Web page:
Taito's hallmark throughout the 1980s and early 1990s were instantly addictive games, with deceptive simplicity masking hidden depths. Parasol Stars is no exception, replete with the secret levels, false endings, and endless special items that brought such replay value to the earlier games. The sheer variety (and in some cases scarcity) of the special items alone are a reason to keep playing, with new things to discover even months after you first play the game. This ongoing journey of discovery is an experience that only becomes richer when you realise that nothing is truly random. Whether it's your score, your kills, your speed at clearing levels, or the number of times you've jumped, every item appears for a reason, and a truly adept player can learn to manipulate the game for the right item at the right time.
Bright and colourful cutesy graphics, incessantly cheerful music and a surreal collection of end level bosses round out the experience. Parasol Stars is how an arcade platformer should be done.James Curry - May 10, 2011
So much has already been written about Fumito Ueda's Ico that it's hard to know what else to add. If you haven't played the game, it's a pretty fundamental piece of work. Sony is doing an HD re-release for the PS3 as a buildup to Ueda's new, highly anticipated The Last Guardian, but you can generally pick up a used copy for the PS2 online.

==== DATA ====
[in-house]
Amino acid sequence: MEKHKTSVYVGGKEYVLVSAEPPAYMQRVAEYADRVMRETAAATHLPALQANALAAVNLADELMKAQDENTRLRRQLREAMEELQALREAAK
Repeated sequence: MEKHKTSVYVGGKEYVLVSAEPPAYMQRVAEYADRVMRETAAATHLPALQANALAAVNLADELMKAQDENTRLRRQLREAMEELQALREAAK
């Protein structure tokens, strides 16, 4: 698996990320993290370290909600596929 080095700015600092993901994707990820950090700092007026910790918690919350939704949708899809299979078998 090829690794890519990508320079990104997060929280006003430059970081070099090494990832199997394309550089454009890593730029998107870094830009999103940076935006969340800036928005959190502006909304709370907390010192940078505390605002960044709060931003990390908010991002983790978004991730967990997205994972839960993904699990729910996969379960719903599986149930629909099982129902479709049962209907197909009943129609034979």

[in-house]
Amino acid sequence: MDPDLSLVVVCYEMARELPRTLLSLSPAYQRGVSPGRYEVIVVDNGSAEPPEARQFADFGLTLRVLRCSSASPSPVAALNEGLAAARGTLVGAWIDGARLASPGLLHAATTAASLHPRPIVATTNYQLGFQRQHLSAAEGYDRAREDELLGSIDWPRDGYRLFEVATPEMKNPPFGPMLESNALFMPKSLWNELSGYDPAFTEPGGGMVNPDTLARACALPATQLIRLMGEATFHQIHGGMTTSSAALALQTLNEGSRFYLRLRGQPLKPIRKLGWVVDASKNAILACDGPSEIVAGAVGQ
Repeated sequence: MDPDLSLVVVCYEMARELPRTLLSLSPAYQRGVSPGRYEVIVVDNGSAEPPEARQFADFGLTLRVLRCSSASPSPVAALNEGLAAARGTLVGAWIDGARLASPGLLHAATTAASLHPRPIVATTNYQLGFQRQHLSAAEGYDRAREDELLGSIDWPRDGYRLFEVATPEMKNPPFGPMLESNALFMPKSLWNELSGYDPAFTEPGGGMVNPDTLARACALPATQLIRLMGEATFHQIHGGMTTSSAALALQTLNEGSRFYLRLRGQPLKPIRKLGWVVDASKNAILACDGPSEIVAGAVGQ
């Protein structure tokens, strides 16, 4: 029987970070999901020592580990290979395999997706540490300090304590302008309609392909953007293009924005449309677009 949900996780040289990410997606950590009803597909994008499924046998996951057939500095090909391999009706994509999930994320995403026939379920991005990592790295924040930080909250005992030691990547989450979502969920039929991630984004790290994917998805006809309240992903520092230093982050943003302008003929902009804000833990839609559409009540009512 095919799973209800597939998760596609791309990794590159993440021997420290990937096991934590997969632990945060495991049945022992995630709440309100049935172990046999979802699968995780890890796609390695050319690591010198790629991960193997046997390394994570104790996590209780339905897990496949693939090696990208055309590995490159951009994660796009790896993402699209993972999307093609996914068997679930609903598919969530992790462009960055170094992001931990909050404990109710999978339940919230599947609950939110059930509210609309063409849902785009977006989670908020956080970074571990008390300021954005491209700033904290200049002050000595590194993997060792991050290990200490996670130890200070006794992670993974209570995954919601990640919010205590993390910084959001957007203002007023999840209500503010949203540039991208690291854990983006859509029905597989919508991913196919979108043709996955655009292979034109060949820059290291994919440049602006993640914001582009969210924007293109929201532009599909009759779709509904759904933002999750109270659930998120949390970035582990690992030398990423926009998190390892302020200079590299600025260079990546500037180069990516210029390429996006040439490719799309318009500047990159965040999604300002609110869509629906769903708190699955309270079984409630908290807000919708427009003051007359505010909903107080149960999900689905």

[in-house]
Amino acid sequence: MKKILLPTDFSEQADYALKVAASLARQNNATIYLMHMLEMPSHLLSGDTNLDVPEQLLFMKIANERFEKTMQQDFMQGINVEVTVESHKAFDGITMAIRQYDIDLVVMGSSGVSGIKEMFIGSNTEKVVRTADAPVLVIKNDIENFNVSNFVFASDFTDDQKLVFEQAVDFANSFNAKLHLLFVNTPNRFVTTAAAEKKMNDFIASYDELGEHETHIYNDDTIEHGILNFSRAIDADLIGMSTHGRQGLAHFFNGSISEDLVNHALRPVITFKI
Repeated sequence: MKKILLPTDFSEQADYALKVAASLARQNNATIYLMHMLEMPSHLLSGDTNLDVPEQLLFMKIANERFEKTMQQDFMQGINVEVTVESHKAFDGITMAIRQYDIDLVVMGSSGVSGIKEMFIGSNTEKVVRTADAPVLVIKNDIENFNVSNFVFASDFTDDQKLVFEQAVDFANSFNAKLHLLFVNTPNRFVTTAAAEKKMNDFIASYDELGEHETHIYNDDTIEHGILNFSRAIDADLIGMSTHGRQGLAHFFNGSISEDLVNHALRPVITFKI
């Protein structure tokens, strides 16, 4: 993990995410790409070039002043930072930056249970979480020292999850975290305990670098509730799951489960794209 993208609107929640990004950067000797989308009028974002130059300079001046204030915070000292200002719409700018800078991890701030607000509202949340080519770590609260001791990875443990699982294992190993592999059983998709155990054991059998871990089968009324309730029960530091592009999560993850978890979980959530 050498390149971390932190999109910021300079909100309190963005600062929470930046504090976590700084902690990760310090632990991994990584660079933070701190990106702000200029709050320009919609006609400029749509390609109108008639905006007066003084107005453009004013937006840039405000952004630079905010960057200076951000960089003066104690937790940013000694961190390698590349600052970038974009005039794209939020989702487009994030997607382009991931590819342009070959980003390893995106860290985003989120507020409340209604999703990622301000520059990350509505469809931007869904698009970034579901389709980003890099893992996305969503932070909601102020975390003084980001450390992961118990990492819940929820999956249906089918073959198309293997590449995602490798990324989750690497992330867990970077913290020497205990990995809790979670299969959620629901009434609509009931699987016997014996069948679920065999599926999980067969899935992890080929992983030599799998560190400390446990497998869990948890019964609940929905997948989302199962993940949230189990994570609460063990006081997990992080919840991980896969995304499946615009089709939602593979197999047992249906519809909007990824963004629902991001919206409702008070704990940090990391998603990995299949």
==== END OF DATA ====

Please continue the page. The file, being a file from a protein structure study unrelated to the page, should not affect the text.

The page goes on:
What I found the most striking about this game was the incredible restraint that it had in terms of music, 'editing' or other mediation- letting the atmosphere and sound design of the world speak large- the situations of the game are incredibly emotionally evocative in ways that games and movies so rarely are, even when they hammer you in the face with fast cuts and John Williams' scores.
The game has a dreamlike, simplistic plot; you play a boy born with horns- an occurrence viewed as an omen in your village. You're taken to a crypt in a vast, deserted castle, and sealed into a tomb as an offering. You manage to escape, and find another inhabitant in the castle- a luminous girl who you are unable to communicate with, who is being constantly threatened by shadowy, amorphous figures. That's another powerful omission in this game- the lack of exposition adds to the stark feeling of the gameplay. I can't say enough about the feeling of immediacy that this creates as you make your way through the game.Wiley Wiggins - June 16, 2011
Earthbound (Originally titled "Mother 2" in Japan) is a scrappy JRPG with psychic kids slinging yo-yo's instead of dreary anime tropes swinging swords. It's got a consistently goofy sense of humor, and great touches like a Madlibs-style setup where you name things like your favorite food and your family dog, and a perpetually absent salaryman father who supports you on your adventures by talking to you on the phone and making deposits into your ATM account. I love this game for the fun character design and writing (of course I've only played the English version, but I'm told it's very faithful), and for the cool music and battle-screen backdrops, which pushed what the Super-Nintendo's GPU could do in interesting, psychedelic ways.Wiley Wiggins - May 16, 2011